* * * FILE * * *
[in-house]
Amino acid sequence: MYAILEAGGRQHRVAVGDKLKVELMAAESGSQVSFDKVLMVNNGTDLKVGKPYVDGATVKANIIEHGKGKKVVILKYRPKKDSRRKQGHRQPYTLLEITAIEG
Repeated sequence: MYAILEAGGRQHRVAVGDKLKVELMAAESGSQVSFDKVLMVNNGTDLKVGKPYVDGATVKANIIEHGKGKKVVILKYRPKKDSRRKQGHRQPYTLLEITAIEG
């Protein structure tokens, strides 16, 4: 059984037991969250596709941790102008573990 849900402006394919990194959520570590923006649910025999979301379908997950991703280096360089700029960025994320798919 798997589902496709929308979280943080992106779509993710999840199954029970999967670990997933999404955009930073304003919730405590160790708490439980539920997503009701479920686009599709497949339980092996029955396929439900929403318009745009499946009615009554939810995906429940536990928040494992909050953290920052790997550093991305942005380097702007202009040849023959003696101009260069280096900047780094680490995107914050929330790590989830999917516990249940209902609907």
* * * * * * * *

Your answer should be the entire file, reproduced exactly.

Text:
[in-house]
Amino acid sequence: MYAILEAGGRQHRVAVGDKLKVELMAAESGSQVSFDKVLMVNNGTDLKVGKPYVDGATVKANIIEHGKGKKVVILKYRPKKDSRRKQGHRQPYTLLEITAIEG
Repeated sequence: MYAILEAGGRQHRVAVGDKLKVELMAAESGSQVSFDKVLMVNNGTDLKVGKPYVDGATVKANIIEHGKGKKVVILKYRPKKDSRRKQGHRQPYTLLEITAIEG
């Protein structure tokens, strides 16, 4: 059984037991969250596709941790102008573990 849900402006394919990194959520570590923006649910025999979301379908997950991703280096360089700029960025994320798919 798997589902496709929308979280943080992106779509993710999840199954029970999967670990997933999404955009930073304003919730405590160790708490439980539920997503009701479920686009599709497949339980092996029955396929439900929403318009745009499946009615009554939810995906429940536990928040494992909050953290920052790997550093991305942005380097702007202009040849023959003696101009260069280096900047780094680490995107914050929330790590989830999917516990249940209902609907």